Coronavirus spreads quickly and sometimes before people have symptoms, study finds.

The latest research confirms fears that the Coronavirus spreads quickly because people are often not sick.

A new study published this week looks into how the Covid-19 virus spreads, science daily reported.

We wanted to share this and how you can use this information to understand what is going on.

According to researchers at The University of Texas at Austin, the Covid-19 can spread quickly between chains of people.

They found that time between cases in a chain of transmission is less than a week. They also found that more than 10% of patients are infected by somebody who has the virus but does not yet have symptoms.

The paper published this week in the journal Emerging Infectious Diseases, a team of scientists from the US, France and China calculated the serial interval of the virus.

The scientists look at the time it takes for symptoms to appear in two people with the virus: the person who infects another, and the infected second person.

Researchers found that the average serial interval for the novel coronavirus in China was approximately four days. This also is among the first studies to estimate the rate of asymptomatic transmission- that is from a person who has no symptoms.

The speed of an epidemic depends on two things — how many people each case infects and how long it takes for infection between people to spread.

The first quantity is called the reproduction number; the second is the serial interval.

The problem with COVID-19 is that the virus has a short serial interval. This explains why the virus is spreading so quickly and could be difficult to stop, the researchers said.

“Ebola, with a serial interval of several weeks, is much easier to contain than influenza, with a serial interval of only a few days. Public health responders to Ebola outbreaks have much more time to identify and isolate cases before they infect others,” said Lauren Ancel Meyers, a professor of integrative biology at UT Austin.

“The data suggest that this coronavirus may spread like the flu. That means we need to move quickly and aggressively to curb the emerging threat.”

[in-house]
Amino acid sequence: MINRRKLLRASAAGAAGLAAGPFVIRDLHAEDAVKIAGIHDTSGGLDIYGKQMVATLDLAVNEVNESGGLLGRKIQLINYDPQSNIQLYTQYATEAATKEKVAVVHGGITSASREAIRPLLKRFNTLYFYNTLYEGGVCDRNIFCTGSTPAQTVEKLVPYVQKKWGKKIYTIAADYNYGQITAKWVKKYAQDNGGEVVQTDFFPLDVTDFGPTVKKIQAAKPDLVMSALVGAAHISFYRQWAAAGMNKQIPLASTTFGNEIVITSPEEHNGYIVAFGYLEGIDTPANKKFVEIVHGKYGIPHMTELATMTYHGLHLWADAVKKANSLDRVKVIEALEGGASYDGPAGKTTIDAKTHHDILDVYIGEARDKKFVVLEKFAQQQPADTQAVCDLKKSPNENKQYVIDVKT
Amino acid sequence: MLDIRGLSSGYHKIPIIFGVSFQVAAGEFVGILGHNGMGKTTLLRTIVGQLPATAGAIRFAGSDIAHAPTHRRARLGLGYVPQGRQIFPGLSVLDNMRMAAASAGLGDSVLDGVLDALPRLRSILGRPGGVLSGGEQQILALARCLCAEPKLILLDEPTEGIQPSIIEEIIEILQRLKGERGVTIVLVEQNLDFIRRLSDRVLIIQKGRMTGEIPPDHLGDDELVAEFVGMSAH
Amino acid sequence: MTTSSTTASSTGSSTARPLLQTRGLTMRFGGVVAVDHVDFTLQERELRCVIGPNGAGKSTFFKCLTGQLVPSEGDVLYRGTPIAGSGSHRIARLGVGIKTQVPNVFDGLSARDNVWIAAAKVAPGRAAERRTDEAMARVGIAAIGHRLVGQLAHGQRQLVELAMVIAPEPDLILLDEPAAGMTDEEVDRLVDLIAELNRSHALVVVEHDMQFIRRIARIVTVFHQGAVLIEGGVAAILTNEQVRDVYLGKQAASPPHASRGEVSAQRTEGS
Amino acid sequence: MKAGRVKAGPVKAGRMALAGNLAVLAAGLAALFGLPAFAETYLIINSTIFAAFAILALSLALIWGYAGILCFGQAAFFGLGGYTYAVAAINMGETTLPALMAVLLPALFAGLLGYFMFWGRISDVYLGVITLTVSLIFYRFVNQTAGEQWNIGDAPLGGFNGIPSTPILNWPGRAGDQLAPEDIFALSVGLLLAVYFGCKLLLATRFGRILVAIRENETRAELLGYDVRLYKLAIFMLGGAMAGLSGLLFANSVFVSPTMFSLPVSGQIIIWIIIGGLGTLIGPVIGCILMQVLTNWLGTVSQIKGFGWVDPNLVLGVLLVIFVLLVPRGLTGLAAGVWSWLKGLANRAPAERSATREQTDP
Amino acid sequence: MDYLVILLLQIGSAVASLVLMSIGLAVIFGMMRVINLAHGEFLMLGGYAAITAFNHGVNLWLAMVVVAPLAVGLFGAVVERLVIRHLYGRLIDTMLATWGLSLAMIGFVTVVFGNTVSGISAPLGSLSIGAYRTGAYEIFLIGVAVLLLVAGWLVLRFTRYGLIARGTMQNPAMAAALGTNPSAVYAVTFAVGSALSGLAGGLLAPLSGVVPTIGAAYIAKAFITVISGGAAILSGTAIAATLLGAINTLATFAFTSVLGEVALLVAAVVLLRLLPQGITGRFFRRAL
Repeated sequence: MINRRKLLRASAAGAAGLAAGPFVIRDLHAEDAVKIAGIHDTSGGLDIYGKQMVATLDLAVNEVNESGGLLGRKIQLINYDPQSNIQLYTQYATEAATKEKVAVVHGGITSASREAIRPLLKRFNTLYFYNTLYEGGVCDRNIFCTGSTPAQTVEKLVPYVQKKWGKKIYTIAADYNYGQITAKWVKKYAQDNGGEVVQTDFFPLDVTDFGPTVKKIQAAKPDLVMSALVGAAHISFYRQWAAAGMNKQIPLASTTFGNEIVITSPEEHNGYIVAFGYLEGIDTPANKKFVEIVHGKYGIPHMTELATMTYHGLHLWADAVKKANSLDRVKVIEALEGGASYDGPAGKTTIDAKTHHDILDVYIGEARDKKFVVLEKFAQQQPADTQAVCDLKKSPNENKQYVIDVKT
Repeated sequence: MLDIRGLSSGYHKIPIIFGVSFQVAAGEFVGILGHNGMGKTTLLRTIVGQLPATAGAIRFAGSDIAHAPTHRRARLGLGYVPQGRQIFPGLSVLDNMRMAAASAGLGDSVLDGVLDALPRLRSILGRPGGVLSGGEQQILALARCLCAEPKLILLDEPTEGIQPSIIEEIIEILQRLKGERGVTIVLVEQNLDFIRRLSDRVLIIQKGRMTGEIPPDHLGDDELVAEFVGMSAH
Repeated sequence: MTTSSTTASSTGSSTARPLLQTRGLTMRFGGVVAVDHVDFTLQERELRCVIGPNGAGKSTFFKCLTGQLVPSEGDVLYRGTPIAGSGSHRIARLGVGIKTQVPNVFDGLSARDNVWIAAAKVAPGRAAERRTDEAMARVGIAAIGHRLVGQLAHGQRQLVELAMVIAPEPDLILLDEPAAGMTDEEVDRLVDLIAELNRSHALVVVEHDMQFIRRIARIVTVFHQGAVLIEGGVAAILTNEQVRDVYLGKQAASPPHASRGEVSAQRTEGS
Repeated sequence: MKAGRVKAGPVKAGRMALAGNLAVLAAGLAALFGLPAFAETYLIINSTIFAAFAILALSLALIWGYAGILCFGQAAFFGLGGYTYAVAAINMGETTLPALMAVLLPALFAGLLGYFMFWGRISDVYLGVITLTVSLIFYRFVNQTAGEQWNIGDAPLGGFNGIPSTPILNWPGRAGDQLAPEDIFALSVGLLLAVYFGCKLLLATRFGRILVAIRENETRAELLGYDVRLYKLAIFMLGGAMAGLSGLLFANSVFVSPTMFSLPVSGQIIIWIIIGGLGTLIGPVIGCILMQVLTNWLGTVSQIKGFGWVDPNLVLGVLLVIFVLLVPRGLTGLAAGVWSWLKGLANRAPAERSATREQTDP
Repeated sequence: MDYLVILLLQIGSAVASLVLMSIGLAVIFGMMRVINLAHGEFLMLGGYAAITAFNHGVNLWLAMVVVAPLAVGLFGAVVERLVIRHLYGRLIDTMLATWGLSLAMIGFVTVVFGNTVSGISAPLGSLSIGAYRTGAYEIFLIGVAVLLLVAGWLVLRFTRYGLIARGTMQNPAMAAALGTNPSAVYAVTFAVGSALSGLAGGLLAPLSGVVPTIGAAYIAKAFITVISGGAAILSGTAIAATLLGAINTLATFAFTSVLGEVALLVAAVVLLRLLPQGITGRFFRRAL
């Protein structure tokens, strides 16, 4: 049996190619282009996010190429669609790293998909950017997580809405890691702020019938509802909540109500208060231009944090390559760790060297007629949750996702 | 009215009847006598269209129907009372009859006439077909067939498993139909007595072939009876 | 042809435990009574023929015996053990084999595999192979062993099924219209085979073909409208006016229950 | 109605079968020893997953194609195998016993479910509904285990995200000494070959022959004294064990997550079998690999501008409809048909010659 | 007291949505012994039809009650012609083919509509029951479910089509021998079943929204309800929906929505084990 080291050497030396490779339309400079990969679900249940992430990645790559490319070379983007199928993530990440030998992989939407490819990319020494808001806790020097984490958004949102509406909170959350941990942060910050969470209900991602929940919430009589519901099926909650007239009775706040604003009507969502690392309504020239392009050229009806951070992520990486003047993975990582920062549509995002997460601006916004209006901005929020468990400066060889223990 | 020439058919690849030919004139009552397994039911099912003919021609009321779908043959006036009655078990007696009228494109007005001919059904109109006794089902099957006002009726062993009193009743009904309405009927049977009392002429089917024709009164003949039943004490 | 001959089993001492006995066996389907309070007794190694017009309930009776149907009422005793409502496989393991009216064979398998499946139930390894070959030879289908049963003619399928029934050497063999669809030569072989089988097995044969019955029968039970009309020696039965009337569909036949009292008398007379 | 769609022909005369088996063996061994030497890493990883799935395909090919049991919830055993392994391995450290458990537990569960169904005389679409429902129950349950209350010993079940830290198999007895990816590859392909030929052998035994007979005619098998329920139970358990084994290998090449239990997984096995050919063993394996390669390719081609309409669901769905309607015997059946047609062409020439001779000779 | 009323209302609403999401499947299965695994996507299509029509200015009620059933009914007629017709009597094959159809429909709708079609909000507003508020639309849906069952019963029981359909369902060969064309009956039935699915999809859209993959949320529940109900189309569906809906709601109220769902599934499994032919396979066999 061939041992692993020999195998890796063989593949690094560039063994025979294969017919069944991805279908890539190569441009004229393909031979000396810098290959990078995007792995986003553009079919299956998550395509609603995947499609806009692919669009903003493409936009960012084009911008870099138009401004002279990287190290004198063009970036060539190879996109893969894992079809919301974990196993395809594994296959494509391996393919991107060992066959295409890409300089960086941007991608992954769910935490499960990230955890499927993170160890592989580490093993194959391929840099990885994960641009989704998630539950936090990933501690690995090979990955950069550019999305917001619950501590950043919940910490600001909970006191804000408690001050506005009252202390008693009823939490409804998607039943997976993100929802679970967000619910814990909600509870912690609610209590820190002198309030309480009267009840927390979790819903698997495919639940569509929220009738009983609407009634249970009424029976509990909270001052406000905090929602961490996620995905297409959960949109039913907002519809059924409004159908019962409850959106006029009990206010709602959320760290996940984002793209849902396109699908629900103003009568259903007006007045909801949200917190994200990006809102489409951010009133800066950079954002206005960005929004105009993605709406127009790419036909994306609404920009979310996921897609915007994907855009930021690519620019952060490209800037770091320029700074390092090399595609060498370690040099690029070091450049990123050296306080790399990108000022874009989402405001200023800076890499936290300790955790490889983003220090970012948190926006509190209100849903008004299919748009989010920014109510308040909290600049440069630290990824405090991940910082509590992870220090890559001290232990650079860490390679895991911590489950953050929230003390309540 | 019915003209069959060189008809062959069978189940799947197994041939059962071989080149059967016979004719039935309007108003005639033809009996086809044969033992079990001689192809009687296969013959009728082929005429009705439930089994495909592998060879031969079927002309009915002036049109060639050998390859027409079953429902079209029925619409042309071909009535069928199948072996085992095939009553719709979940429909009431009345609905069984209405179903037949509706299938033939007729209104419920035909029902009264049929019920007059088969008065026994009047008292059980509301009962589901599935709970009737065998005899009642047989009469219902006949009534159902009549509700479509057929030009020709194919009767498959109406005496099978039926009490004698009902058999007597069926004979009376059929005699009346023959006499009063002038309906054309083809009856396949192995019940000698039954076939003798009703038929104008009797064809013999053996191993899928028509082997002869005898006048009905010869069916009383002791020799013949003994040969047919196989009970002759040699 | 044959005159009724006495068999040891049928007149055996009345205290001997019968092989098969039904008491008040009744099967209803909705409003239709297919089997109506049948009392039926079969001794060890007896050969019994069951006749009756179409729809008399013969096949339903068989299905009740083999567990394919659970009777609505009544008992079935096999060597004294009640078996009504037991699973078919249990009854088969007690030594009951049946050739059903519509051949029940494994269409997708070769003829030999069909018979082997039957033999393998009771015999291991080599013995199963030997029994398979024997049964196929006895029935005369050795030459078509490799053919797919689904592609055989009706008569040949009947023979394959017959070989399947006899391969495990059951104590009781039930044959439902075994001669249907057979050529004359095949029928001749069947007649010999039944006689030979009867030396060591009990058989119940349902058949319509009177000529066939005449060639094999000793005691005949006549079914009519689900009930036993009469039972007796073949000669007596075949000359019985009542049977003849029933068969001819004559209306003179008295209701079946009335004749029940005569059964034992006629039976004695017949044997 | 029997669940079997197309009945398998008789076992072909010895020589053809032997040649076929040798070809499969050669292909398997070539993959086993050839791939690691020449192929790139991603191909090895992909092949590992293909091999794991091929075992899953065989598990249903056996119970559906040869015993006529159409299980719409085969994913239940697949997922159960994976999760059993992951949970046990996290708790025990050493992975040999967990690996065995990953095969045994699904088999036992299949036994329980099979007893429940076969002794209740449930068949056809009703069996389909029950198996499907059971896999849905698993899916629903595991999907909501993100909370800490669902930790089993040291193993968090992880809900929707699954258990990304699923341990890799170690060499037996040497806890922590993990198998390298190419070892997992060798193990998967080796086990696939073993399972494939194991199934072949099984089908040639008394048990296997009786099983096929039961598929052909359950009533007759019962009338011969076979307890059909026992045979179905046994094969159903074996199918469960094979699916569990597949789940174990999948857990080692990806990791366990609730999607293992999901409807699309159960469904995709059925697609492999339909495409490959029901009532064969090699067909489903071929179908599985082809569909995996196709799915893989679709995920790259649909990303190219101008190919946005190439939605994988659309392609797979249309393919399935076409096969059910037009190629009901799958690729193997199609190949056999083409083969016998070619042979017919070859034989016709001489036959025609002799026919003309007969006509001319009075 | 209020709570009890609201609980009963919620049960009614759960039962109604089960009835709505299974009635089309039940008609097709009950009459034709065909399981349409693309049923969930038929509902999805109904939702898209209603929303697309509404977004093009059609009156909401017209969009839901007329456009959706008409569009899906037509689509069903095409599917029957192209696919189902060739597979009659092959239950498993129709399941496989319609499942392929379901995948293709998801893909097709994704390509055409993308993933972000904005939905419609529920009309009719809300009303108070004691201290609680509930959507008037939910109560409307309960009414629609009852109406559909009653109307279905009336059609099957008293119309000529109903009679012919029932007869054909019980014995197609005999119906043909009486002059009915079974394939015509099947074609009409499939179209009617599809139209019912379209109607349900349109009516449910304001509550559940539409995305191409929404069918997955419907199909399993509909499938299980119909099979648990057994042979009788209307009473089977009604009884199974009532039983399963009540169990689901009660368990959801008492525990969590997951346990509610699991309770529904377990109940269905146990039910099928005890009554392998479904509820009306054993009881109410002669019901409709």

Meyers and her team examined more than 450 infection case reports from 93 cities in China and found the strongest evidence yet that people without symptoms must be transmitting the virus, known as pre-symptomatic transmission.

According to the paper, more than 1 in 10 infections were from people who had the virus but did not feel sick.

The new evidence is scary, as it confirms the fear that many people carry Covid-19 and pass it onto many people without any indication they are sick at all.

“This provides evidence that extensive control measures including isolation, quarantine, school closures, travel restrictions and cancellation of mass gatherings may be warranted,” Meyers said. “Asymptomatic transmission definitely makes containment more difficult.”

Infection case reports are based on people’s memories of where they went and whom they had contact with. If health officials move quickly to isolate patients, that may also skew the data.

“Our findings are corroborated by instances of silent transmission and rising case counts in hundreds of cities worldwide,” Meyers said. “This tells us that COVID-19 outbreaks can be elusive and require extreme measures.”

Zhanwei Du of The University of Texas at Austin, Lin Wang of the Institut Pasteur in Paris, Xiaoke Xu of Dalian Minzu University, Ye Wu of Beijing Normal University and Benjamin J. Cowling of Hong Kong University also contributed to the research. Lauren Ancel Meyers holds the Denton A. Cooley Centennial Professorship in Zoology at The University of Texas at Austin.

The research was funded by the U.S. National Institutes of Health and the National Natural Science Foundation of China.